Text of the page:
CM Archive
CM Archive Book Review line

Produced by Christine Kavanagh' directed by Dan Moscrip
Screen Star Entertainment in association with Looking Glass Productions, 1991. VHS cassette, 11:00 min., 10:00 min. and 10:00 min. respectively, $99.00
Distrib­uted by Magic Lantern Communica­tions, Unit #38,775 Pacific Rd., Oakville, Ont. L6L 6M4

Grades 5 to 8/Ages 10 to 13

Reviewed by Ann Pagan.

Volume 20 Number 2
1992 March

Eric Wilson has written (and contin­ues to write) a series of mysteries featuring a pair of young detectives, Tom and Liz Austen. His stories use well-known Canadian localities as their settings. Most of Wilson's readers are either familiar with, or have at least heard of, these locations and this is part of the reason for the popularity of his books.

The video series, consisting of approximately 10-minute segments, features three provinces as backgrounds for Wilson mysteries. In A Mystery Writer's Nova Scotia, for instance, the author describes a little of the province's history and people and ties this in with legends and superstitions he has discovered in his travels there. All this becomes background for his novel, The Ghost of Lunenburg Manor. He gives viewers an idea of the process a writer goes through to make a story interesting and believable to his reader.

The cinematography is outstanding: some magnificent footage of the wild horses on Sable Island and the Bluenose riding the waves adds interest to the video. A brief dramatic sequence from the novel is designed to lead the viewer into reading this story.

Just as beautifully filmed, but less successfully presented, is the second segment, A Mystery Writer's Prince Edward Island. The potential of the subject matter is here since Wilson is describing his research for The Green Gables Detectives mystery. Is there a Canadian student who has not heard of Anne of Green Gables? Yet the narration and interviews seem more directed to adult viewers. For instance, a Japanese tourist is interviewed about her love of Anne of Green Gables. But her almost incomprehensible English will test the patience of young viewers. Furthermore, too much time is spent showing and discussing Montgomery's original manuscript and scrapbook. I feel that better use could have been made of ten minutes about PEI.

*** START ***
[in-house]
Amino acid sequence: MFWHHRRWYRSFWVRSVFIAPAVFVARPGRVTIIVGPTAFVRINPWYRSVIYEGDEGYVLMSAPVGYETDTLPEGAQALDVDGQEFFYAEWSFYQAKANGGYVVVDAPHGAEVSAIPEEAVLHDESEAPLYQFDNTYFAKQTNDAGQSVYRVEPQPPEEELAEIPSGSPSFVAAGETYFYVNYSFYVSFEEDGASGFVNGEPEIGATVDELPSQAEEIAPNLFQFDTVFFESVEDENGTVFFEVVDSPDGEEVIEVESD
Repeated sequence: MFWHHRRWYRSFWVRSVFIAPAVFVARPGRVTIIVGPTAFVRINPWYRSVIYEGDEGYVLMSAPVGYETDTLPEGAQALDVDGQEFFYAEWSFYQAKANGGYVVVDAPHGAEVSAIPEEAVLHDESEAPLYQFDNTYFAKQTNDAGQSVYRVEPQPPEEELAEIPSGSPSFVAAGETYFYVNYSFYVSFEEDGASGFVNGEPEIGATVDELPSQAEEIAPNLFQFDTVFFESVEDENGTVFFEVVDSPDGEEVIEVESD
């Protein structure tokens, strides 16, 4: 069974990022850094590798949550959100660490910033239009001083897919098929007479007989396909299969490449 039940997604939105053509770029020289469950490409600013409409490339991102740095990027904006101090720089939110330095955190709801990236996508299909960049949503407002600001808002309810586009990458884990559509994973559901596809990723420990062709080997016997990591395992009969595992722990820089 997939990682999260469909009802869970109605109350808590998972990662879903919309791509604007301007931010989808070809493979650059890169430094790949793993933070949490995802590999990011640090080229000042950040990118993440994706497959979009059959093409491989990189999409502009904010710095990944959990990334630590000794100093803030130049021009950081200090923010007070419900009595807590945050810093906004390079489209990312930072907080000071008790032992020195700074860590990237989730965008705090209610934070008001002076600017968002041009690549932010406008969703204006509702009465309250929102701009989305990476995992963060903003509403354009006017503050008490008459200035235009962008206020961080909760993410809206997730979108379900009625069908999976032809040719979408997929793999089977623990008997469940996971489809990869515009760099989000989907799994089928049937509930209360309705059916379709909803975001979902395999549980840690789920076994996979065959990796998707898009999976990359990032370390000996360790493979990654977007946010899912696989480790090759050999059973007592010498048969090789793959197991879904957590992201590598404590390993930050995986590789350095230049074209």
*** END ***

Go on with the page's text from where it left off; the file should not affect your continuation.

The last segment is A Mystery Writer's Newfoundland. Eric Wilson's description of the research that went into his novel The Ice Diamond Quest is presented in an interesting fashion. There is footage of Terry Fox's run, which began in Newfoundland and with which almost every student is familiar, as well as some fascinating original film of old-time sealers. There is some meat for discussion in this segment.

Technically, the quality of the video is excellent. The background music is appropriate and not intrusive. The dialogue is clear and age-level appropri­ate. The re-enactments at the end of each segment may not be professionally produced, but will probably be enjoyed by the viewers and whet their appetite for the books.

The purpose of the video is to give readers some background to Wilson's stories, and for those who are not familiar with his work, an incentive to read his books. I think the video will be moderately successful in achieving this goal. Although the narration lacks some verve, I think students and teachers will find merit in this video. The author does not impart the same charisma that Gordon Korman achieved in his video ("Meet the Author" series)/ but the film's other qualities make this a worthwhile purchase for school and public libraries collecting Canadian material.

Ann Pagan, Mackay Center/Woodland School, Montreal, Que.
line indexes


1971-1979 | 1980-1985 | 1986-1990 | 1991-1995


The materials in this archive are copyright © The Manitoba Library Association. Reproduction for personal use is permitted only if this copyright notice is maintained. Any other reproduction is prohibited without permission. Copyright information for reviewers

francaisDigital Collections / Collections Numérisees francais